Jan. 30, 2004 -- The new W32/MyDoom.B-mm virus adds another twist to the MyDoom story. In addition to switching the DNS attack to Microsoft's Web site, it uses a standard mechanism in Microsoft Windows to block a user's access to antivirus sites.
MyDoom.B overwrites the existing Windows Hosts file, normally empty, with a file that blocks the real addresses of most antivirus sites. This means that at a time when you need an antivirus software vendor's support most (during infection), you won't be able to get it.
The Hosts file acts as a local DNS (Domain Name Server/Service) on a Windows machine, and takes precedence over the global DNS request that every browser makes when you enter a URL, such as www.pcmag.com.
Normally, when you request a Web site, your browser sends a request to a global DNS, which returns the actual IP address of the site. Your browser then uses that IP (Internet Protocol) address to access the Web site, and brings you the Web pages. If an address — such as www.microsoft.com — is in the Windows Hosts file, your browser gets whatever address is stored there, and doesn't bother going out to the global DNS.
Locating and Deleting the Hosts File
To repair this problem, you can delete the Windows Hosts file, normally stored in:
%system%\drivers\etc where %system% is the Windows system file — C:\windows\system32 for Windows XP, C:\winnt\system32 for NT/2000, or C:\windows\system for Windows 9x/Me.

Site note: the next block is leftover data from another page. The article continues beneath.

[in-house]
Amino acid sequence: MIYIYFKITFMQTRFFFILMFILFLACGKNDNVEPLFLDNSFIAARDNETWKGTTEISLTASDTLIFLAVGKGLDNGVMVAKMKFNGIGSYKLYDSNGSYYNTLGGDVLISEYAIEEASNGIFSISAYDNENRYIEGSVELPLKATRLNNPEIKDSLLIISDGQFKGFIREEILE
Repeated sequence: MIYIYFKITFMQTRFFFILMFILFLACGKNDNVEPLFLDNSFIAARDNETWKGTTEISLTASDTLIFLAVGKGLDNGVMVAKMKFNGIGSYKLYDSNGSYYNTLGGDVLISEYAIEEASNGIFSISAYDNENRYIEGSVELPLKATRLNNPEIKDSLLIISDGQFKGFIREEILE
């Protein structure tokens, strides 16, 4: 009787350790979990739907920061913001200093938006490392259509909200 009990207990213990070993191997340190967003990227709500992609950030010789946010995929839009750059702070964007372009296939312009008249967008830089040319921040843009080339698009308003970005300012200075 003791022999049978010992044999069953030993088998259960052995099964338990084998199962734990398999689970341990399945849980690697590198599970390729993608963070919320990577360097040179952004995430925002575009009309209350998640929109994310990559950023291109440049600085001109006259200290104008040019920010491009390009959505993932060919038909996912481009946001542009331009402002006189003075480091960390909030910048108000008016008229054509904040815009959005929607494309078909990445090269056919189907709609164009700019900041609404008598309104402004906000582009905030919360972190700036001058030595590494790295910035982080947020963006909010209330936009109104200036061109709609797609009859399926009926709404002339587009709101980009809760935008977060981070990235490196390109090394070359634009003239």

You can also replace the text in the Hosts file with the default text shown below.
The only line that is actually active in the default Hosts file is the last line:
This is the normal "loopback" address, used for troubleshooting or by some programs to refer to the local machine.
Fixing and Protecting the File
Alternatively, you can edit the host file by opening it in Notepad. You do this by right clicking on the file and selecting "Open With" and then selecting Notepad from the application list, or by launching Notepad and navigating to the file to open it.
You'll want to delete the lines that include the domains for popular virus software vendors such as www.symantec.com and www.trendmicro.com. Be sure to delete the fake IP addresses being associated with the domains, as well.
When you save the file, do not included the "txt" extension that is normally appended to files created by the Notepad application.
To proactively prevent MyDoom or any virus from adding to or changing your host file, you can either go to the system\drivers\etc folder from the command line and type "attrib hosts +r" (no quotes) to make it read only.
Or navigate to the file using My Computer, right click on the hosts file, and set the properties to read only. If you don't see the file from within My Computer, you need to change the default view settings — click on "Tools" in the menu, then "Folder options," click the "view" tab, and then uncheck the "Hide protected operating system files."
Default Windows XP Host File
The entire text below can be used to replace the text found in any Hosts file that has been infected by the myDoom bug. Just copy and paste the information into the file:
# Copyright (c) 1993-1999 Microsoft Corp. # # This is a sample HOSTS file used by Microsoft TCP/IP for Windows. # # This file contains the mappings of IP addresses to host names. Each # entry should be kept on an individual line. The IP address should # be placed in the first column followed by the corresponding host name. # The IP address and the host name should be separated by at least one # space. # # Additionally, comments (such as these) may be inserted on individual # lines or following the machine name denoted by a '#' symbol. # # For example: # # 22.214.171.124 rhino.acme.com # source server # 126.96.36.199 x.acme.com # x client host